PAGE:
Author Archives: Costas Karakatsanis, Fine Arts, Provenance Researcher

G. David Thompson: A Pittsburgh Art Patron and His Collection


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Pausing near Aristide Maillol’s bronze nude called ‘Night,’ G. David Thompson points out other sculpture he commissioned for his garden. Photographed by Yale Joel for the May 16, 1960 issue of Life magazine.

In May 1961, the Solomon R. Guggenheim Museum in New York presented an exhibition titled One Hundred Paintings from the G. David Thompson Collection. A few older artists (Cezanne, Monet, Degas) were represented in the exhibition, but the impressive check list, though not comprehensive, was a veritable who-is-who of artists whose main activity was or continued to be in the 20th century. From Josef Albers to Adja Yunkers, the exhibition offered one-man’s viewpoint of contemporary western painting. Artists especially dear to the collector were represented by multiple works: Braque, Klee, Legér, Matisse, Miró, Mondrian, Picasso, Schwitters, and Wols accounted for more than half of the total, with Picasso’s 12 listed works the most by any artist. Mr. Thompson, in his own introduction to the exhibition catalogue, expressed his thoughts on collectors and collecting, emphasizing his preference for exploring in depth the work of selected artists instead of aiming at a comprehensive survey. Indeed, in several cases, he had acquired more than 40-50 and in a few cases more than 100 works by a single artist. He attributed this to personal taste and individual preferences but also offered more pragmatic considerations as explanation, such as market availability.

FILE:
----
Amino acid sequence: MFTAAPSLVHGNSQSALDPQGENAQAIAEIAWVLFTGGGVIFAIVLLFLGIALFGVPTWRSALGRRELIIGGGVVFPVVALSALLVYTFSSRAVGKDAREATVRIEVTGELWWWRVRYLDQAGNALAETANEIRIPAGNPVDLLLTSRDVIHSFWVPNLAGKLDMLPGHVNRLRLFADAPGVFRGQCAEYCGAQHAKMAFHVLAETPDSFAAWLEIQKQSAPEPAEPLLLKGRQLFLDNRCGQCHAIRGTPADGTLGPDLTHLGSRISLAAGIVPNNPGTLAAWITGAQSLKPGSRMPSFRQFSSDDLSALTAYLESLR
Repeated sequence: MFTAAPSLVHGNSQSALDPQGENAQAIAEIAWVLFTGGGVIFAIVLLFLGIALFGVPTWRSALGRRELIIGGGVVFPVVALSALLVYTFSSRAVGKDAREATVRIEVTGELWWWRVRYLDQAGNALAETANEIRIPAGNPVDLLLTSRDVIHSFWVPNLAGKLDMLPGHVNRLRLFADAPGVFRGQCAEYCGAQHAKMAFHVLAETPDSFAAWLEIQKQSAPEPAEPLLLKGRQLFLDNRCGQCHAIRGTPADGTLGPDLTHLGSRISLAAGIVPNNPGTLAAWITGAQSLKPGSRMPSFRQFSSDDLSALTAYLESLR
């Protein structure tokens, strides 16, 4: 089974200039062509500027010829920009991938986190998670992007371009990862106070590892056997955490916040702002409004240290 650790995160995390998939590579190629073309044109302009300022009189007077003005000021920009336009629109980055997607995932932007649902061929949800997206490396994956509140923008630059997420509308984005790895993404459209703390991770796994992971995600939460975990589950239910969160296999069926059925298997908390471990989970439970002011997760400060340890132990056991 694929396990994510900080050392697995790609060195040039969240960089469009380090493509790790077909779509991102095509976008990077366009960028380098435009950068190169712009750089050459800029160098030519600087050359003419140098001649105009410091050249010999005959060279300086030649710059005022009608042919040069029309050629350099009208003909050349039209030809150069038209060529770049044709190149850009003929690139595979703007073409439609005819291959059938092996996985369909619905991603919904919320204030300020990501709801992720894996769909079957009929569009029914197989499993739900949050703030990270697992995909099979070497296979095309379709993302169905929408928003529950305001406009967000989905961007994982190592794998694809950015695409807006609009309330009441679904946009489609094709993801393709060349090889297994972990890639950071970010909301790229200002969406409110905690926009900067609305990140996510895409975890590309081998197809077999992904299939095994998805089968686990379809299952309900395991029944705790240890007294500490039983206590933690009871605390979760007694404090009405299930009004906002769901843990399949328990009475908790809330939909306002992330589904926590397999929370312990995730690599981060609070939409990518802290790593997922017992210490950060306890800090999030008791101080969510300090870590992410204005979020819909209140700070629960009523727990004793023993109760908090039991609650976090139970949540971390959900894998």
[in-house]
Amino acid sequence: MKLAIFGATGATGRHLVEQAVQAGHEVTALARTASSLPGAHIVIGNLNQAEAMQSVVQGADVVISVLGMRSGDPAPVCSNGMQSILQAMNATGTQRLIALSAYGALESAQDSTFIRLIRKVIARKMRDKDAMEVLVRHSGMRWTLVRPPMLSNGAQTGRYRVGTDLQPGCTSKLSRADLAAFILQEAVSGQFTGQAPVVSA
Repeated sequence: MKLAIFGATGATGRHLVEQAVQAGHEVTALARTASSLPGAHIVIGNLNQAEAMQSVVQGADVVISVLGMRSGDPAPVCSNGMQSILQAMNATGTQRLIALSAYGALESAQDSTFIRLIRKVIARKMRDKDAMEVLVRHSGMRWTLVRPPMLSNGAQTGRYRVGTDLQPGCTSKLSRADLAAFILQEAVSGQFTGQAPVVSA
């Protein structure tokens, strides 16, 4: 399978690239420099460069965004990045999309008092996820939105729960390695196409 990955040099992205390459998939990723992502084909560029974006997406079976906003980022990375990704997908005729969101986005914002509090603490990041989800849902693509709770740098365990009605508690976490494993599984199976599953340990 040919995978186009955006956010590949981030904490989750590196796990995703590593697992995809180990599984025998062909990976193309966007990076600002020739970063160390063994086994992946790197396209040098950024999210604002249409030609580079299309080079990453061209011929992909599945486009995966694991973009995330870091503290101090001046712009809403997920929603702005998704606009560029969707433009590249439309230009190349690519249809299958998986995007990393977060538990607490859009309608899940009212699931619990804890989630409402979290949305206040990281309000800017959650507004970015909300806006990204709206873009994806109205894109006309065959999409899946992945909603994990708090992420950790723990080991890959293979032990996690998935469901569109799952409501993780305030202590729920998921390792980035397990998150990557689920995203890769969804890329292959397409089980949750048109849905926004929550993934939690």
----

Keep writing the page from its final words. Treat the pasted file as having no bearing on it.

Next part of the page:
By the time of the Guggenheim exhibition, Mr. Thompson of Pittsburgh was not only a nationally but also an internationally known art collector, whose profile had been featured in Life and Time and in several European publications. What was less well known is that by the time the exhibition came to New York after several European venues, Mr. Thompson had already sold nearly all the art to a Swiss dealer, as the New York Times reported just days before the exhibition’s opening. But we’ll have more on this later.

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Charles J. Rosenbloom: Devoted Supporter and Benefactor


Gerald L. Brockhurst, Portrait of Charles J. Rosenbloom, 1939, oil on canvas, Gift of the Estate of Charles J. Rosenbloom

Gerald L. Brockhurst, Portrait of Charles J. Rosenbloom, 1939, oil on canvas, Gift of the Estate of Charles J. Rosenbloom

Pittsburgher Charles J. Rosenbloom (1898–1973) was a lawyer, businessman, philanthropist, and passionate supporter of the state of Israel; he was also a music lover, bibliophile, and art collector of breadth, refinement, and taste. A staunch supporter of many Pittsburgh institutions, he was already a noted art collector when he began his official association with Carnegie Institute and its Fine Arts Department (later Carnegie Museum of Art), when he was elected trustee of the Carnegie Institute and member of the Fine Arts Committee in December 1939. He remained a devoted friend and benefactor of the museum throughout the rest of his life. In addition to his long service on the museum board, throughout the years he provided funds for a diverse group of acquisitions, gifted art from his collection, loaned works for important exhibitions, and, finally, hand-picked a large and important part of that collection as a bequest to the museum. Continue reading